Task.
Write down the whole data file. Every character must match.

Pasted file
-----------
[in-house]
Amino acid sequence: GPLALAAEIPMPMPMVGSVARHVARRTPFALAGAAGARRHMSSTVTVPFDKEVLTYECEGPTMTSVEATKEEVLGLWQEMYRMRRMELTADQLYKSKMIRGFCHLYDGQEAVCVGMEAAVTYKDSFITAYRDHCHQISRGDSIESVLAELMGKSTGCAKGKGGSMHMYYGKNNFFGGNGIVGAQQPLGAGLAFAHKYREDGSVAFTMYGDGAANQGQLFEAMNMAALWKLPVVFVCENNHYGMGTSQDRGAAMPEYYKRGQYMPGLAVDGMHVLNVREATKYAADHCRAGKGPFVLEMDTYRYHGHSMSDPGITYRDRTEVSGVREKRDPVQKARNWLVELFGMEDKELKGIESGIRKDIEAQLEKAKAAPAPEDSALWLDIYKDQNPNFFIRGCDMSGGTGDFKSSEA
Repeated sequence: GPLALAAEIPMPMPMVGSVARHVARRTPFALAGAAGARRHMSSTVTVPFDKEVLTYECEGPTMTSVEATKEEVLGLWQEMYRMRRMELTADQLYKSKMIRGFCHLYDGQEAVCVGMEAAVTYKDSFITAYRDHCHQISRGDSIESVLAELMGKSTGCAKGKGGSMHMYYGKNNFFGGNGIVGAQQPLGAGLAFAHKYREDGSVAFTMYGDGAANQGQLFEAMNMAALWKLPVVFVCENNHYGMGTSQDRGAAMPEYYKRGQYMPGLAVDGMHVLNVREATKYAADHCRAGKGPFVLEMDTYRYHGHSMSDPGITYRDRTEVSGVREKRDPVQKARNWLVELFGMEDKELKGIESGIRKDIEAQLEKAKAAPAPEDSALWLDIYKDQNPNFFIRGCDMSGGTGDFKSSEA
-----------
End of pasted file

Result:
[in-house]
Amino acid sequence: GPLALAAEIPMPMPMVGSVARHVARRTPFALAGAAGARRHMSSTVTVPFDKEVLTYECEGPTMTSVEATKEEVLGLWQEMYRMRRMELTADQLYKSKMIRGFCHLYDGQEAVCVGMEAAVTYKDSFITAYRDHCHQISRGDSIESVLAELMGKSTGCAKGKGGSMHMYYGKNNFFGGNGIVGAQQPLGAGLAFAHKYREDGSVAFTMYGDGAANQGQLFEAMNMAALWKLPVVFVCENNHYGMGTSQDRGAAMPEYYKRGQYMPGLAVDGMHVLNVREATKYAADHCRAGKGPFVLEMDTYRYHGHSMSDPGITYRDRTEVSGVREKRDPVQKARNWLVELFGMEDKELKGIESGIRKDIEAQLEKAKAAPAPEDSALWLDIYKDQNPNFFIRGCDMSGGTGDFKSSEA
Repeated sequence: GPLALAAEIPMPMPMVGSVARHVARRTPFALAGAAGARRHMSSTVTVPFDKEVLTYECEGPTMTSVEATKEEVLGLWQEMYRMRRMELTADQLYKSKMIRGFCHLYDGQEAVCVGMEAAVTYKDSFITAYRDHCHQISRGDSIESVLAELMGKSTGCAKGKGGSMHMYYGKNNFFGGNGIVGAQQPLGAGLAFAHKYREDGSVAFTMYGDGAANQGQLFEAMNMAALWKLPVVFVCENNHYGMGTSQDRGAAMPEYYKRGQYMPGLAVDGMHVLNVREATKYAADHCRAGKGPFVLEMDTYRYHGHSMSDPGITYRDRTEVSGVREKRDPVQKARNWLVELFGMEDKELKGIESGIRKDIEAQLEKAKAAPAPEDSALWLDIYKDQNPNFFIRGCDMSGGTGDFKSSEA